Hedgerows have been inexorably disappearing from the British Countryside at an alarming rate through agricultural intensification since the Second World War. In 1974, Pollard1 reported that 8000km of hedgerows a year were removed between 1945 and 1963. The 1990 Countryside Survey estimated that in the six years between 1984 and 1990, the length of hedgerows had been reduced by 23% in Great Britain2. Hedgerows were a barrier to the bigger machinery and larger field sizes of the modern agricultural industry. A further survey in 2007 confirmed that while ‘managed’ hedges stabilised somewhat in the nineties3, hedgerows in general continued to decline, with a 15% decline in hedgerow length between 1984 and 2007, from 620,000km to 500,000km. 


However, of even greater concern to me as a member of the UK Steering Group for hedgerows Hedgelink, is the poor management of existing hedgerows. The length of ‘managed’ hedgerows decreased by 6.2% in Great Britain between 1998 and 2007 with a large proportion of these turning into lines of trees and relict hedges, which are of much poorer ecological value.3 Less than half of managed hedgerows were found to be in good condition, suggesting that in spite of good initiatives such as  Countryside Stewardship around 250,000km of hedgerows were suffering through poor hedgerow management.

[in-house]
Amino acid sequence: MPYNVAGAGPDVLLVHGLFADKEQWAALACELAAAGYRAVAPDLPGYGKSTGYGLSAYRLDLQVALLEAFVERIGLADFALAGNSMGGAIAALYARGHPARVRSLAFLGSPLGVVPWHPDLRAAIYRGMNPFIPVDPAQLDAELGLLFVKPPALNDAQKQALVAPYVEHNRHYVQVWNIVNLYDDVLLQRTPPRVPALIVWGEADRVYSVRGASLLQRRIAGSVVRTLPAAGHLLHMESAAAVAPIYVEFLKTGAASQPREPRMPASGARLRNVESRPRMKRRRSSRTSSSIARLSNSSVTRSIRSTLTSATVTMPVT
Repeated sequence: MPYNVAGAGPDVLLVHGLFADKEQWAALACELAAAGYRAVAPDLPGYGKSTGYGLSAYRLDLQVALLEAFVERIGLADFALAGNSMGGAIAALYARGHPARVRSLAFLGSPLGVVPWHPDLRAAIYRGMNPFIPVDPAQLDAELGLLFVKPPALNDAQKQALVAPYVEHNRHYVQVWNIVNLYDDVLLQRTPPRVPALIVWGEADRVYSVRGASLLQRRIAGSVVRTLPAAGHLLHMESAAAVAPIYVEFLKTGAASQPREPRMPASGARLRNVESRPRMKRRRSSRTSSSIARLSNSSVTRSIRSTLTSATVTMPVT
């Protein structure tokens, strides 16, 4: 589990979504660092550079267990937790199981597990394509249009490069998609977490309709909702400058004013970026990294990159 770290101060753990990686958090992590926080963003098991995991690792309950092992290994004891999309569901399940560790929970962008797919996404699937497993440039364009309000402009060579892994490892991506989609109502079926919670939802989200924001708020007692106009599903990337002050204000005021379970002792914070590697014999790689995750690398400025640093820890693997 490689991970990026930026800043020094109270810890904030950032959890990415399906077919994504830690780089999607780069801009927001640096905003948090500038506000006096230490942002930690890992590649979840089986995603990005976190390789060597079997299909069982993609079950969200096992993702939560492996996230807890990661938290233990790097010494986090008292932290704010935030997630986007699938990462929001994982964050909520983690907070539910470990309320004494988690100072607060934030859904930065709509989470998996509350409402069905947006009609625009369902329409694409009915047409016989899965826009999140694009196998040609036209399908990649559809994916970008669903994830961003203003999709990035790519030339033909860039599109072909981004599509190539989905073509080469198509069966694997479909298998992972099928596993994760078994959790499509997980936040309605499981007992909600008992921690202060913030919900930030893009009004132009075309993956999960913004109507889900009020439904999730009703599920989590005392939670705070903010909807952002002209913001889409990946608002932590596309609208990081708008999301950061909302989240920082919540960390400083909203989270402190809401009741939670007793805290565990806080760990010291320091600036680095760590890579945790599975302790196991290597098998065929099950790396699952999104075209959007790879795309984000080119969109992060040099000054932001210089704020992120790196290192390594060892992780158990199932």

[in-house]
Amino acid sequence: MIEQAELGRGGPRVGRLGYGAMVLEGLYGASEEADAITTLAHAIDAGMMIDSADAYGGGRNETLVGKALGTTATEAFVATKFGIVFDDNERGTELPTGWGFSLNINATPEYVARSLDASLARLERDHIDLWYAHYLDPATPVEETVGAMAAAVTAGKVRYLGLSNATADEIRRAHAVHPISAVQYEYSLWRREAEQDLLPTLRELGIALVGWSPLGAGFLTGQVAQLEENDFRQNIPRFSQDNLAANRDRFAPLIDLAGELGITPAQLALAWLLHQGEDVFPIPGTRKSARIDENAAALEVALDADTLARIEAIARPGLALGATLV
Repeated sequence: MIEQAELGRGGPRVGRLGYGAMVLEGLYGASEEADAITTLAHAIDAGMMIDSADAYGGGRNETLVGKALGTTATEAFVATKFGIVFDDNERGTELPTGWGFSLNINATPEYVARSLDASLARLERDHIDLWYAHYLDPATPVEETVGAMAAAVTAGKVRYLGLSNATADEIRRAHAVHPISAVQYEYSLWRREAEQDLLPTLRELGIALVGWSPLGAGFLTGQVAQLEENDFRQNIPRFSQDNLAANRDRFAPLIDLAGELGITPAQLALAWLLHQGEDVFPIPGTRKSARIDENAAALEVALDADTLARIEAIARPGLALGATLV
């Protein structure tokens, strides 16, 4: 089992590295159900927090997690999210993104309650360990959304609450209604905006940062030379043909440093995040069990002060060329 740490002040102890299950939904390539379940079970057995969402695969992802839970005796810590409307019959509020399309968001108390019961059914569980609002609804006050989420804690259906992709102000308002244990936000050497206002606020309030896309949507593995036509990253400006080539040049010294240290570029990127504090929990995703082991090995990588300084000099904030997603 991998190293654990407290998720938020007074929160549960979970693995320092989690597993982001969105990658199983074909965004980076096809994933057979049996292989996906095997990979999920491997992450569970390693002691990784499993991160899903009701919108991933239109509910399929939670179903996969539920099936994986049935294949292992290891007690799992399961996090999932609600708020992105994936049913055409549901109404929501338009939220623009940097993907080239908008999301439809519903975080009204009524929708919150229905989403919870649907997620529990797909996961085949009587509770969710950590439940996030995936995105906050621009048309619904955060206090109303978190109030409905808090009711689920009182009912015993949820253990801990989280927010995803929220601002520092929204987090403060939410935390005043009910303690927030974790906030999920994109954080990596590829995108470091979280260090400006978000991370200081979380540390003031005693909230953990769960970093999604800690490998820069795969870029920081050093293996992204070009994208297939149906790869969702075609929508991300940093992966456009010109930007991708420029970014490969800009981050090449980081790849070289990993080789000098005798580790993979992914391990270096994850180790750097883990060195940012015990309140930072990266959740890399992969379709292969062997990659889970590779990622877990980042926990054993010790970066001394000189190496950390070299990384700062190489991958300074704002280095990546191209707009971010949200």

Many simply don’t understand what a hedgerow is, or the value a well-managed hedgerow holds. A hedgerow is often treated just like a fence – but it is a living entity. It is, if you like, an ‘emergent property’ of the plants, trees, and a habitat for the birds, insects and mammals that make it up, but its more than the sum of its parts, much like a bicycle isn’t a wheel or pedals or brakes.